If you think about low- and middle-income countries, compared to developed countries, that regulatory capacity isn't in place. How much money are governments able to put into enforcing environmental regulations? And is that done in a corruption-free way? So if I think about the surest bets for reducing environmental damage in low- and middle-income countries, it's going to be to increase regulatory capacity.

One example is in Brazil, where around 2005 the government invested in a new technology that used real-time satellite imagery to identify where deforestation was taking place. That was important because with its limited resources to enforce anti-logging regulations, it could direct those resources to the right place. And what they found was a really dramatic reduction over the next decade in deforestation in the Amazon.

Q: The Brazil example is interesting because it leverages new technologies to achieve environmental protection goals. Is this an area where you see more opportunities for the private sector to invest in technologies that we haven't imagined yet?

A: If you want to regulate something and you want to incentivize people to do something, you need to be able to monitor it. And so I think, the technologies to monitor especially around land use or pollution, where we can use satellite imagery or other remote technologies, that's a really promising way to improve the regulatory capacity. It also widens the whole scope of policies to protect the environment.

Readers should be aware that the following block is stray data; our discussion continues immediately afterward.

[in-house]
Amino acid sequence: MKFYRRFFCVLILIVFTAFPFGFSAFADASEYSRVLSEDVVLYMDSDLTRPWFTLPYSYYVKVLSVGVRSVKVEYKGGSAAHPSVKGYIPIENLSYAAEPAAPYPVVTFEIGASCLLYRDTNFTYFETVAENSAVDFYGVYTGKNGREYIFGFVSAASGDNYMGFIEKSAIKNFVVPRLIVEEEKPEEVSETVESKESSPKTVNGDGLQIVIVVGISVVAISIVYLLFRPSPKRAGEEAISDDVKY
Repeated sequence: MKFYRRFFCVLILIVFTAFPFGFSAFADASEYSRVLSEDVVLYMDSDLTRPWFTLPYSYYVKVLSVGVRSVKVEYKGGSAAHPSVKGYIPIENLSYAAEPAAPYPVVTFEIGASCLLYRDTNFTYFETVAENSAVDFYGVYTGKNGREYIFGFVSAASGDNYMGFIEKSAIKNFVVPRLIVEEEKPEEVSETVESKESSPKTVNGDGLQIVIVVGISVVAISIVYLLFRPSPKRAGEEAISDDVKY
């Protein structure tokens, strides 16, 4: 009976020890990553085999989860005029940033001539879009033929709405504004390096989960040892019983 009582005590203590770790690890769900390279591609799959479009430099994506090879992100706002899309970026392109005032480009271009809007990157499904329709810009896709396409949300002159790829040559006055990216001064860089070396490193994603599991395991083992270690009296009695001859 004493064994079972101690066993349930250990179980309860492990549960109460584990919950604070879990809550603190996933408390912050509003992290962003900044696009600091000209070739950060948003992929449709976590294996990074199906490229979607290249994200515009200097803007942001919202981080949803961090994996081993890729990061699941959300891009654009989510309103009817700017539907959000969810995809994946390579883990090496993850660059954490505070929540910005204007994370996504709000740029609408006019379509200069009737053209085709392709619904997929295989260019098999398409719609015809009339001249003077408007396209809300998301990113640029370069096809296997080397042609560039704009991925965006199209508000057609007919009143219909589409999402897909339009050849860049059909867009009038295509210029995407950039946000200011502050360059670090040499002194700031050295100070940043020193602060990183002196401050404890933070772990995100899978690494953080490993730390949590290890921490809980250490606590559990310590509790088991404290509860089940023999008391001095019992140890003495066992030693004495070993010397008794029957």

I think another really ripe area is around carbon markets in low- and middle-income countries. A lot of corporations in the U.S. and Europe want to be carbon neutral and to buy carbon credits. One worry in buying those carbon credits right now in low- and middle-income countries is: Is that really providing benefits for the environment? Can you prove that you actually made a difference? On the one hand, some of the best bargains for protecting the environment are probably in low- and middle-income countries, but that technology or that kind of monitoring isn't as active there. If you’re trying to work in very rural places, it’s going to be costly to do that monitoring without technology that allows us to do it at scale and remotely.

Q: Are there certain incentives that should be in place for the private sector when it comes to environmental regulation?

A: Ultimately, pollution and environmental damage is an externality. Markets aren't going to solve that entirely and people acting in their self-interest aren’t going to be solving it entirely.

I think energy efficiency is a really good case where what's good for the environment could be good for the bottom line of a firm. If you have to have stricter emissions standards, firms have to figure out how to manufacture in a less environmentally intensive way to meet the regulations. When less of their costs are being allocated to energy, that will make them more profitable. One of the arguments for carbon taxes is it starts to align the profitability of firms with what's good for the environment.

One of the barriers to effective regulation is corruption. Right now, some firms bribe their way out of regulations while others play by the rules. And so stripping corruption out of governance would both make regulation more effective, but also make it more equitable, and not punish firms that are playing by the rules.